There were three articles in our first issue, and one of them was about food ("Five Myths of Brussels Sprouts" by Lee Reich). We're obsessed with food, and we've spent the past 20 years fussing over it and chronicling the rise of what has become the world-class food culture of the Hudson Valley, where the farms, restaurants, wineries, distilleries, and breweries complement the natural beauty, creating a regional culinary identity beginning to rival Napa or Tuscany.
It begins with John Novi, the father of New American cuisine, whose Depuy Canal House put the region on the map in 1970 with a four-star review in the New York Times. It includes the family farms that stretch back generations and form the backbone of the local economy. It encompasses the hundreds of restaurants owned and operated by passionate chefs. The Culinary Institute of America has played an influential role, providing the region's restaurants with competent graduates and pushing the culinary conversation forward. The region's wineries have been patiently building a wine culture for 40 years. Don't forget the food trucks and the artisanal producers—chocolates, pickles, maple syrup, bread, vinegar, etc.—that now form a sizable cottage industry.
We've covered it all, from foie gras to raw food, sous vide to sukiyaki, grass-fed to grain whiskey. One of the great pleasures of living in the Hudson Valley is witnessing the continuing development of the food culture, engaging in its debates, and sampling it at every opportunity.
Brian K. Mahoney is the editorial director of Chronogram.Excerpts
Fowl Feast Susan Gibbs, 2/05
Our visit to Hudson Valley Foie Gras in Sullivan County, the world's largest producer of this ethically challenged delicacy. John Novi of the Deput Canal House summed up the divided sentiment of local residents nicely: "I have many vegetarian items on my menu, as well as a lot of fish and seafood. But I also serve foie gras. It is a delicacy that people love."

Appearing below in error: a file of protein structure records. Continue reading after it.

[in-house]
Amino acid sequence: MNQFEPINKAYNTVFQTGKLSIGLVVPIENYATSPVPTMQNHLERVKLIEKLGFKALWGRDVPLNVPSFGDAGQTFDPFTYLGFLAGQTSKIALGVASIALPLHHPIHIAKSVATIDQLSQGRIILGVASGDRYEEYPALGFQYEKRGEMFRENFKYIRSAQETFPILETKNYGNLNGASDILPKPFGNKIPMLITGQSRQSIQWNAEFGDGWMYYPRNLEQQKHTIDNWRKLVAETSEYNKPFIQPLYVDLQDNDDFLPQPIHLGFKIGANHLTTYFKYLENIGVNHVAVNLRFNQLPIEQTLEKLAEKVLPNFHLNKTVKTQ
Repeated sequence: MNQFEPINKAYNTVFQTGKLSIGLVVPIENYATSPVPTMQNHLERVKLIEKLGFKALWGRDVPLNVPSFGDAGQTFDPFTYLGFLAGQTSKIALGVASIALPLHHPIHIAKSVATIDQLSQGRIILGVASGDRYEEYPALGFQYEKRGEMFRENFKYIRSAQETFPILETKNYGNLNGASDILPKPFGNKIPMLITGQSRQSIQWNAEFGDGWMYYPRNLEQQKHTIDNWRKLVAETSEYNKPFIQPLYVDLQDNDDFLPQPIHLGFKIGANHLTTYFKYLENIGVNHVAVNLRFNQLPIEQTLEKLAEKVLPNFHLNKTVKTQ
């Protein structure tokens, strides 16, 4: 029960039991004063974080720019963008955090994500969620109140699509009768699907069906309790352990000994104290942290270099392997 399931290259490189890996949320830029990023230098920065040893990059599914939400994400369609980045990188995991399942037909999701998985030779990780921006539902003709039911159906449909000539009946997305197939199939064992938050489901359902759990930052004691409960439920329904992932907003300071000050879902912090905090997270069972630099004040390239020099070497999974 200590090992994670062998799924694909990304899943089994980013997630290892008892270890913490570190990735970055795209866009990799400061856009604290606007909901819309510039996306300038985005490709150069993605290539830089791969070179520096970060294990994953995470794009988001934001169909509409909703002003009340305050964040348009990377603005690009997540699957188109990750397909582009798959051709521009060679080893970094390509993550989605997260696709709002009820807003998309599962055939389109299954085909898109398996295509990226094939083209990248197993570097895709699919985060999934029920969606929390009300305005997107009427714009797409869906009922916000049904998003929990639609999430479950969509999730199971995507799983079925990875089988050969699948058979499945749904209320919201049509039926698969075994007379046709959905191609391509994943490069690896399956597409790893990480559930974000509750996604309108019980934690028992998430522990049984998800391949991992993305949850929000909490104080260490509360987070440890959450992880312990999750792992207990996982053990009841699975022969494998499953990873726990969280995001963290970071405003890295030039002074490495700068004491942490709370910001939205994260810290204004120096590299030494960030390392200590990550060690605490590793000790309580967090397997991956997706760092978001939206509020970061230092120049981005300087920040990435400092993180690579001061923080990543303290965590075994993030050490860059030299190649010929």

The Butcher's Conscience Jennifer May, 11/05
Before Josh Applestone was posing in his meat locker for national magazines, before Julie Powell's Fleisher's-training memoir Cleaving, before the expansions into Rhinebeck and Park Slope, before the artisanal butchery boom, Fleisher's was a quaint shop on a side street in Kingston run by an idealistic couple (one a former vegan) who spun a business out of their desire to eat the healthiest, most humane, and most sustainably farmed meat.
Hudson Valley Hooch Jennifer May, 3/06
From Jennifer's May's profile of the man who started New York's small-batch distillery boom: "Ralph Erenzo stumbled into the whiskey trade. After purchasing a 36-acre parcel in Gardiner in 2000, complete with historic farmhouse and 200-yeard-old gristmill, his neighbors blocked his every attempt to develop the climbing, camping, and bunkhouse concept he had imagined. So he turned to booze."
The Good Terroirist Brian K. Mahoney, 6/08
When Neal Rosenthal published a memoir of his 30 years of importing small-batch European wines, we thought it prudent to travel out to his home in Pine Plains and drink with him. Rosenthal served an exquisite 1992 Pouilly Fuissé. Rosenthal's comment on the wine: "This is about understanding that if you're not exposed to what this can be, then you'll never be able to hope to bring it into your life."
Offally Good Peter Barrett, 2/11
When two foodies collide. Rich Reeve of Elephant goes to our food editor's house for an all-day session of cooking off-cuts of meat. Why? Because it's tasty and righteous. Reeve says that there are only two things about meat that matter: "You need to know where it comes from and you need to eat the whole thing. As carnivores, we owe it to the animal and the people who raised it properly."
Fish & Game Peter Barrett, 6/13
Twenty years from now, perhaps the opening of Zak Pelaccio's Fish & Game will be viewed as the moment when Hudson Valley food culture jumped the shark. Or, as Peter Barrett remarked in his profile, "Why Hudson Is Hipper than Your Town." With the only option a seven-course tasting menu for $75 and few bottles of wine under $50, this is indeed rarefied air.